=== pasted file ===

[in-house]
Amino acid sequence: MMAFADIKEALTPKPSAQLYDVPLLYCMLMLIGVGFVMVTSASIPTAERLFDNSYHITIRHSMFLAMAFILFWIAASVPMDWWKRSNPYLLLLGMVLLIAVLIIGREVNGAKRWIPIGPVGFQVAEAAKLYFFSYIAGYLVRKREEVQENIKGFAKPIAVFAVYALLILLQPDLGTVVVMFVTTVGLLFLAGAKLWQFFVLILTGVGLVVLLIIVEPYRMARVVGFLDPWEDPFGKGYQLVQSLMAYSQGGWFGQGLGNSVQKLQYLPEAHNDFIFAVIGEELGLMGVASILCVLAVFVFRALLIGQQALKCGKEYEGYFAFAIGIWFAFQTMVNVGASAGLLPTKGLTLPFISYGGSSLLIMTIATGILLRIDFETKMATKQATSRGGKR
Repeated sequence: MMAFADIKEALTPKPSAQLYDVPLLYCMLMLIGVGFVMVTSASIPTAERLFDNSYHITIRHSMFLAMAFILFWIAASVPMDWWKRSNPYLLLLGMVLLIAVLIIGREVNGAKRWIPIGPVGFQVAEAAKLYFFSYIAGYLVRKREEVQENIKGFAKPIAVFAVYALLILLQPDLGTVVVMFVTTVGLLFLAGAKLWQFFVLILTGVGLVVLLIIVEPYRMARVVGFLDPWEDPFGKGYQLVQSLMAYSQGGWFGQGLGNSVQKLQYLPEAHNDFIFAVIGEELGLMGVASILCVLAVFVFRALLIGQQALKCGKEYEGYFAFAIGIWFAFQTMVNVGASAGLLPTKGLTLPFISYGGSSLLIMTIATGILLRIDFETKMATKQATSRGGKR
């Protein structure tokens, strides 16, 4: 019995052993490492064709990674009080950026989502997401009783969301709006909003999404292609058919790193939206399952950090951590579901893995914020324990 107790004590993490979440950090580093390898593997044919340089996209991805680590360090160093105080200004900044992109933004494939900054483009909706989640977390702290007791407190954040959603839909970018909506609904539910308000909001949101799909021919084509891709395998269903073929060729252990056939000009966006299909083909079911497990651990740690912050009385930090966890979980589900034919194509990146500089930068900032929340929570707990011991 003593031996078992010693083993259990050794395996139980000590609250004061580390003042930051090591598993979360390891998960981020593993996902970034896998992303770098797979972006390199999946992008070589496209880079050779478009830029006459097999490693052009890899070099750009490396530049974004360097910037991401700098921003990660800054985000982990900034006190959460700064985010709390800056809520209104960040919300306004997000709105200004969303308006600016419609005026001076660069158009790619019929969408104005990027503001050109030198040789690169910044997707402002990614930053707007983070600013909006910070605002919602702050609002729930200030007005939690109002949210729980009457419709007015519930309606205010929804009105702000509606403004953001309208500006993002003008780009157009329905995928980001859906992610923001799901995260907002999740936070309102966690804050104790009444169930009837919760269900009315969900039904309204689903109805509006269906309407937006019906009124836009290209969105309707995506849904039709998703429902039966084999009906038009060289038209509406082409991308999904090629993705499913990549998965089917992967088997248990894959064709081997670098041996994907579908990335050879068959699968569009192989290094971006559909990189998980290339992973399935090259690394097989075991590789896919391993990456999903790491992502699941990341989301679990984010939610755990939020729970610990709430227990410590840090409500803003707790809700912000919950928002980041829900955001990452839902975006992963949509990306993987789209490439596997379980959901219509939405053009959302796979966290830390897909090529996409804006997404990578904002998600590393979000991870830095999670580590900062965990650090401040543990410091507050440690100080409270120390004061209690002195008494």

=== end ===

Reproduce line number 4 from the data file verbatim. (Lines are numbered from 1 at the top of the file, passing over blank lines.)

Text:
């Protein structure tokens, strides 16, 4: 019995052993490492064709990674009080950026989502997401009783969301709006909003999404292609058919790193939206399952950090951590579901893995914020324990 107790004590993490979440950090580093390898593997044919340089996209991805680590360090160093105080200004900044992109933004494939900054483009909706989640977390702290007791407190954040959603839909970018909506609904539910308000909001949101799909021919084509891709395998269903073929060729252990056939000009966006299909083909079911497990651990740690912050009385930090966890979980589900034919194509990146500089930068900032929340929570707990011991 003593031996078992010693083993259990050794395996139980000590609250004061580390003042930051090591598993979360390891998960981020593993996902970034896998992303770098797979972006390199999946992008070589496209880079050779478009830029006459097999490693052009890899070099750009490396530049974004360097910037991401700098921003990660800054985000982990900034006190959460700064985010709390800056809520209104960040919300306004997000709105200004969303308006600016419609005026001076660069158009790619019929969408104005990027503001050109030198040789690169910044997707402002990614930053707007983070600013909006910070605002919602702050609002729930200030007005939690109002949210729980009457419709007015519930309606205010929804009105702000509606403004953001309208500006993002003008780009157009329905995928980001859906992610923001799901995260907002999740936070309102966690804050104790009444169930009837919760269900009315969900039904309204689903109805509006269906309407937006019906009124836009290209969105309707995506849904039709998703429902039966084999009906038009060289038209509406082409991308999904090629993705499913990549998965089917992967088997248990894959064709081997670098041996994907579908990335050879068959699968569009192989290094971006559909990189998980290339992973399935090259690394097989075991590789896919391993990456999903790491992502699941990341989301679990984010939610755990939020729970610990709430227990410590840090409500803003707790809700912000919950928002980041829900955001990452839902975006992963949509990306993987789209490439596997379980959901219509939405053009959302796979966290830390897909090529996409804006997404990578904002998600590393979000991870830095999670580590900062965990650090401040543990410091507050440690100080409270120390004061209690002195008494």